Finding A Delicate Balance

These last few weeks have been a rollercoaster ride. And not the fun kind.

My flares have been more frequent and more intense. I’m left feeling unsure whether my body will cooperate from one moment to the next. I can be sitting in my trusty recliner, feeling okay and then try to stand and find that every joint from my hips down is revolting.

I’ve refrained from calling the doctor or going in to be seen. Even with the numb, tingling arm a few nights back. I’m hesitant for more reasons than not.

Financially, we can’t afford much. If it’s a decision between a doctor visit (that may or may not be necessary) or gas in the car so the boyfriend can get to and from work, you have to know I’m going to choose the gas. My fear is that if I go to the doctor, one of two things will happen:

I’ll be told it’s just an average flare, nothing to be concerned about and I’ll be sent on my way. Which is $50-100 down the drain.

Or I’ll be told it’s yet another thing for which I’ll need yet another medication. So far, I’ve been lucky. Most of my medications are on the generic list and relatively affordable. The one that’s not, I’ve been accepted by the manufacturer’s patient assistance program and they provide the medication free of charge.

I suppose there’s some benefit to being broke.

These fears are counteracted by the deepest fears, the ones that whisper when all my defenses are down.

“What if it’s something serious?”

“What if I ignore it and it becomes worse?”

“What if it’s not really RA but something MUCH WORSE?”

It’s hard to silence these whispers once they start and I’m often left even more exhausted. Daily I fight a battle with my aching body and the negativity in my mind.

Yesterday was a particularly bad evening. After having a bad flare Tuesday, I was able to get some chores accomplished yesterday morning. Then my body gave up. I sat down and when I tried to stand up again, my ankles and feet screamed out in pain. I nearly sat back down but I needed to use the rest room.

Trying to work out some kinks, I thought I would walk to the mailbox. I shuffled along, each step more painful than the last, each swing of my leg causing shooting needles of pain through my hips. It’s maybe 25 steps to our mailboxes. Last night, it felt like a mile.

My endurance was worth it. I gathered our mail, noticing a package addressed to me. In the dark, I couldn’t read the return address sticker. I shuffled back to our apartment as quickly as my screaming body would let me, opened the door, and sank into my chair with relief.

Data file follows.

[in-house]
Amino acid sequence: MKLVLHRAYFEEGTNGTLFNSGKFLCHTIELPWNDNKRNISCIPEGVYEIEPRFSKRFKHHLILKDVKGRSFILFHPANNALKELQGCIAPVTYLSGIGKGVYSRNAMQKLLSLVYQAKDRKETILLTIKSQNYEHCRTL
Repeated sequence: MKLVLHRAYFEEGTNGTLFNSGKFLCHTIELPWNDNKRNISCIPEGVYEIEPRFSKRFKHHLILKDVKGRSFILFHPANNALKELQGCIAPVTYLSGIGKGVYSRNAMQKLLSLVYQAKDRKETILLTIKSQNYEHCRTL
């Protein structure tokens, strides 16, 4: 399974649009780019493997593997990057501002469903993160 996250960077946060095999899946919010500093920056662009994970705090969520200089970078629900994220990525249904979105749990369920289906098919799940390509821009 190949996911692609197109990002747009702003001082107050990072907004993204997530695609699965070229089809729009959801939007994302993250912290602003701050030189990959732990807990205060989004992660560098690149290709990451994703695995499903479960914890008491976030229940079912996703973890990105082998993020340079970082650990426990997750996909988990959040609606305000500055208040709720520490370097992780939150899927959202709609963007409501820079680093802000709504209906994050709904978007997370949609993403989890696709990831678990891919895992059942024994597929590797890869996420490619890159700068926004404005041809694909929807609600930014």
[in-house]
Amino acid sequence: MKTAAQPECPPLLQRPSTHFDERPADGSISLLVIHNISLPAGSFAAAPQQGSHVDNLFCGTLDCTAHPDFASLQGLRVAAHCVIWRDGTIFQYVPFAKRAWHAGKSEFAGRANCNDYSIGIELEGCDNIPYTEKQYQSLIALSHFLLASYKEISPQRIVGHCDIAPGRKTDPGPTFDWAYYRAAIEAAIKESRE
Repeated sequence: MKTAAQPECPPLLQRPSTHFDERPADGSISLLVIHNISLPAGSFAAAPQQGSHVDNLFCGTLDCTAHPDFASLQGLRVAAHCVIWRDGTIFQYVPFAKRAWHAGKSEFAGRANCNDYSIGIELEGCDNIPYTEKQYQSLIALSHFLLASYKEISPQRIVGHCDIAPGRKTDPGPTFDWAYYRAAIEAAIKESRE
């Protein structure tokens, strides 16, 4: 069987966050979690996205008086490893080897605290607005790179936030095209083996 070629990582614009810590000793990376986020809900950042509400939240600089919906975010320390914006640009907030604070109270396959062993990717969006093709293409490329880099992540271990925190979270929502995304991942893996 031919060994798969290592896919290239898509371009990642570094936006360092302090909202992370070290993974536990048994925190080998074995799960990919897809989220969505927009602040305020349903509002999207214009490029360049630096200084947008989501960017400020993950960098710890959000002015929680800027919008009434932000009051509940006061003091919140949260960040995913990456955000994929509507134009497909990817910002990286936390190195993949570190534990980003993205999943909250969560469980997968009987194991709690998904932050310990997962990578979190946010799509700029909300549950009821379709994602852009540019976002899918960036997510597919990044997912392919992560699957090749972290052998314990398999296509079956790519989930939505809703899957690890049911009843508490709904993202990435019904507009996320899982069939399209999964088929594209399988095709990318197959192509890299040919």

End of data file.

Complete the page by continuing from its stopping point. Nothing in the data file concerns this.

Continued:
I eagerly ripped open the package, forgetting to check to see who it was from. Out fell a small sachet, a card, and a book.

A Delicate Balance: Living Successfully with Chronic Illness

The attached note from my gal Dawnie, brought tears to my eyes.

“Tia-

I’ve had this book for a long time and it’s helped me greatly.

But it’s time for me to pass it along. I hope you find it useful too.

❤ Dawn

P.S. A little something extra because I love you.”

I cried a little, holding this book. Then I sent up a silent note of thanks to the Powers That Be who put this in my hands when I clearly needed it most. And then? Despite it being far past bed time, I texted Dawnie to thank her. Because it couldn’t wait until the morning, it couldn’t be said in an email.

Because she didn’t just send me a book.

Dawnie reminded me that no matter how I may feel, I am NEVER alone. There will always be someone who understands, who has been where I am, who has made it through. She reminded me that I am blessed to have friends and loved ones in my life who love me, even when I don’t love myself. She reminded me that it’s okay to take care of myself and not feel like a slacker, even when there are dishes sitting unwashed.

Thank you, sweet lady, for being the light I so clearly needed this week. Your love is a balm to my battered body and I’m more grateful for you and your friendship than there will ever be words to tell you.

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4 thoughts on “Finding A Delicate Balance

  1. It’s impossible sometimes to tell people exactly how you hurt when you don’t even know the words to describe it. You feel like a failure, an addict, a hypochondriac, when you know deep down that you are none of those things. But when you find yourself without words, you need people who understand what that feels like to listen. I will always be there for you when you have no words and just need someone to be there. I can promise you that my love.

  2. You are the cheerful warrior who always has a kind word and a happy to share even on the hardest days. I love you for that.
    And I love Dawn for her kindness and her uncanny way of knowing who needs what and when.

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